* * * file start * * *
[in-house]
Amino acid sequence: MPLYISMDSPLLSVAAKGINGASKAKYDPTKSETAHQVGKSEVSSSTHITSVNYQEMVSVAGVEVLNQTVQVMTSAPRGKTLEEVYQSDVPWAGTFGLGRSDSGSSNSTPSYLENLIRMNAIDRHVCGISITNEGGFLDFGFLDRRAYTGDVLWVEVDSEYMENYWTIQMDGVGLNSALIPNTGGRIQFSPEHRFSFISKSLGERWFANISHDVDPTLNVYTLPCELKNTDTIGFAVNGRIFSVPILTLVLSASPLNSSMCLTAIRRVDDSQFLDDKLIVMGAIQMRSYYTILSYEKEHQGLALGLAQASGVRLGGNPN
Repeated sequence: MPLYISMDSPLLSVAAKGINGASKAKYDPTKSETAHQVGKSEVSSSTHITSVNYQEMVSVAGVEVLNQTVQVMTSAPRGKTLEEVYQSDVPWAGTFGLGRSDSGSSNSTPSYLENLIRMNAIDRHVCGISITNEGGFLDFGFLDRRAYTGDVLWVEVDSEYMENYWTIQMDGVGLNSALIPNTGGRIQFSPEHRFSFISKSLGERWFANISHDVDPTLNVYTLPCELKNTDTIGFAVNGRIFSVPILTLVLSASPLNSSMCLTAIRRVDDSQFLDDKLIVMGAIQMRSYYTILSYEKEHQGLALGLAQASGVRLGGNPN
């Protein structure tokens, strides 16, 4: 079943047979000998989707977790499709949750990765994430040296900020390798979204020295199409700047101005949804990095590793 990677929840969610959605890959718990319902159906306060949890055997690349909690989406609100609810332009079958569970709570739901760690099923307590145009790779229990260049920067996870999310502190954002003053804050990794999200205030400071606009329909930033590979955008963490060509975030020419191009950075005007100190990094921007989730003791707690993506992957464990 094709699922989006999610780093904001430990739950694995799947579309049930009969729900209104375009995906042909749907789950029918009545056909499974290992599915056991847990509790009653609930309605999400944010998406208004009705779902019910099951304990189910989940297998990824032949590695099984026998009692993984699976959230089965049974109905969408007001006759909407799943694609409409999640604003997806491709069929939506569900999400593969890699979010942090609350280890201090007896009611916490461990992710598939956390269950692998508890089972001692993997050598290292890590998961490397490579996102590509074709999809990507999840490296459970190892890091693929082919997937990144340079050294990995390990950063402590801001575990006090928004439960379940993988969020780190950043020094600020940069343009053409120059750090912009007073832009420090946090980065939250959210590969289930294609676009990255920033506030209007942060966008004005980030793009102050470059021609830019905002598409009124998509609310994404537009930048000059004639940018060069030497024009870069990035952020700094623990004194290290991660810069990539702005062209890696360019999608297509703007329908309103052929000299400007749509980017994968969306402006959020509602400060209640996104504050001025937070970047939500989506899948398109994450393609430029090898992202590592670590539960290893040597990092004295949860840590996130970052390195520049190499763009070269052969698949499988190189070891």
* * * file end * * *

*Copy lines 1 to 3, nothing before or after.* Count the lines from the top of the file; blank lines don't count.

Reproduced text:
[in-house]
Amino acid sequence: MPLYISMDSPLLSVAAKGINGASKAKYDPTKSETAHQVGKSEVSSSTHITSVNYQEMVSVAGVEVLNQTVQVMTSAPRGKTLEEVYQSDVPWAGTFGLGRSDSGSSNSTPSYLENLIRMNAIDRHVCGISITNEGGFLDFGFLDRRAYTGDVLWVEVDSEYMENYWTIQMDGVGLNSALIPNTGGRIQFSPEHRFSFISKSLGERWFANISHDVDPTLNVYTLPCELKNTDTIGFAVNGRIFSVPILTLVLSASPLNSSMCLTAIRRVDDSQFLDDKLIVMGAIQMRSYYTILSYEKEHQGLALGLAQASGVRLGGNPN
Repeated sequence: MPLYISMDSPLLSVAAKGINGASKAKYDPTKSETAHQVGKSEVSSSTHITSVNYQEMVSVAGVEVLNQTVQVMTSAPRGKTLEEVYQSDVPWAGTFGLGRSDSGSSNSTPSYLENLIRMNAIDRHVCGISITNEGGFLDFGFLDRRAYTGDVLWVEVDSEYMENYWTIQMDGVGLNSALIPNTGGRIQFSPEHRFSFISKSLGERWFANISHDVDPTLNVYTLPCELKNTDTIGFAVNGRIFSVPILTLVLSASPLNSSMCLTAIRRVDDSQFLDDKLIVMGAIQMRSYYTILSYEKEHQGLALGLAQASGVRLGGNPN